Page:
* Spawn technological breakthroughs and entrepreneurship by increasing investment in research and development, and market commercialization to deliver secure and sustainable energy.

* Mobilize a world-class energy workforce. As computer scientists and aerospace engineers were crucial to winning the space race in the 1960s, we will win the clean energy race by educating the next generation of science and technology researchers and game-changing innovators, thereby filling the workforce pipeline with a new generation of skilled talent.

* Clear obstacles to a national transmission superhighway. As with the interstate highway system and the information superhighway, our leaders must knit together the patchwork of regulations and oversight into a seamlessly connected electrical power highway that is technologically capable of allowing both on and off ramps for all energy sources.

“Energy security is the greatest challenge and greatest opportunity of our time,” Jackson concluded. “A national call to action will ignite our collective imagination, spark a new era of innovation, stimulate our economy, open new markets, unleash our national potential, and enhance our economic and national security. But, we must begin. The next president must send a clear signal—in the first 100 days—that will move us from rhetoric to reality.”

Hope Katz Gibbs is a National Press Club member and freelance writer in Northern Virginia. View this and other articles at the National Press Club blog.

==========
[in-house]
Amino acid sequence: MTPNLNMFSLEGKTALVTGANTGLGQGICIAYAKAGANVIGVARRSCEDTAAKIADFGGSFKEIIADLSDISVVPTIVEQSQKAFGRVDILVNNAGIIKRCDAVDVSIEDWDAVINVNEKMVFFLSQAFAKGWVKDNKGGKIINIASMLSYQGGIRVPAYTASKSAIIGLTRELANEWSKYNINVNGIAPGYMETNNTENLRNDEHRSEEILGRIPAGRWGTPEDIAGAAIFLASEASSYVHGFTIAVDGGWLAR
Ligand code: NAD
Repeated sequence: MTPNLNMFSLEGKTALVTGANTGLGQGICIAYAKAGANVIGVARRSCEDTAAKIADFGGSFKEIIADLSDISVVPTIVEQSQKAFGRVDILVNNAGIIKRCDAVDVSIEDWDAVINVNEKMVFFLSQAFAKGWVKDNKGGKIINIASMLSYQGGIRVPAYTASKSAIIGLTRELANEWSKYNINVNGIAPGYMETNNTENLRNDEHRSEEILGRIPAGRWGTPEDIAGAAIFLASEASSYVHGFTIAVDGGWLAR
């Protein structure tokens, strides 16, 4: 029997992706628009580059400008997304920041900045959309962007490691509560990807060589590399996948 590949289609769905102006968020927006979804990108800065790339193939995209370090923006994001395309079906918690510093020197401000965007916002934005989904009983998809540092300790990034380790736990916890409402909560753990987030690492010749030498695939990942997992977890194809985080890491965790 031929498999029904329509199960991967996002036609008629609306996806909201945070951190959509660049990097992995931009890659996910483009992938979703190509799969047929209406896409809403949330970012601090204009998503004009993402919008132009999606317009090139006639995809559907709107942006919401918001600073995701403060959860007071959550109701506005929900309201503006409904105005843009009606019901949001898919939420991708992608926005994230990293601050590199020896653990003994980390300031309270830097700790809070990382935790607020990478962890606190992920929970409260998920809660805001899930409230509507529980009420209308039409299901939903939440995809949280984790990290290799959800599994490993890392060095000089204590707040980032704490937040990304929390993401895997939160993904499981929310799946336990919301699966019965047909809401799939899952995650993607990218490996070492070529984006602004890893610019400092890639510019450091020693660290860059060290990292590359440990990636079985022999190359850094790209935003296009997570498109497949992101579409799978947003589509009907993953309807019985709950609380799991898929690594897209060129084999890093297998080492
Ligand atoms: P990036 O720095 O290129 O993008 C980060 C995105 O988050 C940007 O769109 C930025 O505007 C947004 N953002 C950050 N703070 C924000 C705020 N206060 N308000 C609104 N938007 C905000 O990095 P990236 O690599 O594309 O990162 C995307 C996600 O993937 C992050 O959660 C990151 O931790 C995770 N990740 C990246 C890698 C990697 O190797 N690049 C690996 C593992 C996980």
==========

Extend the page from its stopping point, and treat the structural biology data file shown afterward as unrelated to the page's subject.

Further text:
Thursday, September 4, 2008

Teaching the Tricks of the HR trade: Barbara Mitchell and Sharon Armstrong

In 14th-century England, masons, carpenters, leather workers, and other skilled craftsmen organized themselves into guilds—the first unions that were used to improve their work conditions. With the Industrial Revolution came divisions of labor, negotiable wages and hours, and challenging work conditions, and the owner was replaced by a new character, the boss, who was solely focused on getting the job done fast and right.

Conflict ensued—and so the human resources industry was born to help set things straight, explain authors Sharon Armstrong and Barbara Mitchell in their new book, The Essential HR Handbook: A Quick and Handy Resource for Any Manager or HR Professional.

This quick-reference guide, published in the fall of 2008 by Career Press, sheds light on the issues that keep managers up at night, says Mitchell, who for a decade worked for Marriott Corporation and several technology firms in the Washington DC area before launching her own company—The Millennium Group International—in 1998.

“Human resource professionals are not only charged with resolving labor issues,” Mitchell explains. “We also help acquire, train, appraise, and make sure employees are fairly compensated, while attending to their concerns about labor relations, health and safety, and fairness.”

“It’s a big job, but we make it easier by outlining guidelines and best practice recommendations in the 12 chapters of our book,” adds Armstrong, who began her career in human resources in 1985 as a recruiter/trainer in a large Manhattan law firm before launching her own company, Armstrong and Associates, in 1997. “Whether you are a newly promoted manager, a seasoned business owner, or a human resources professional, knowing the ins and outs of dealing with HR issues is critical to your success.”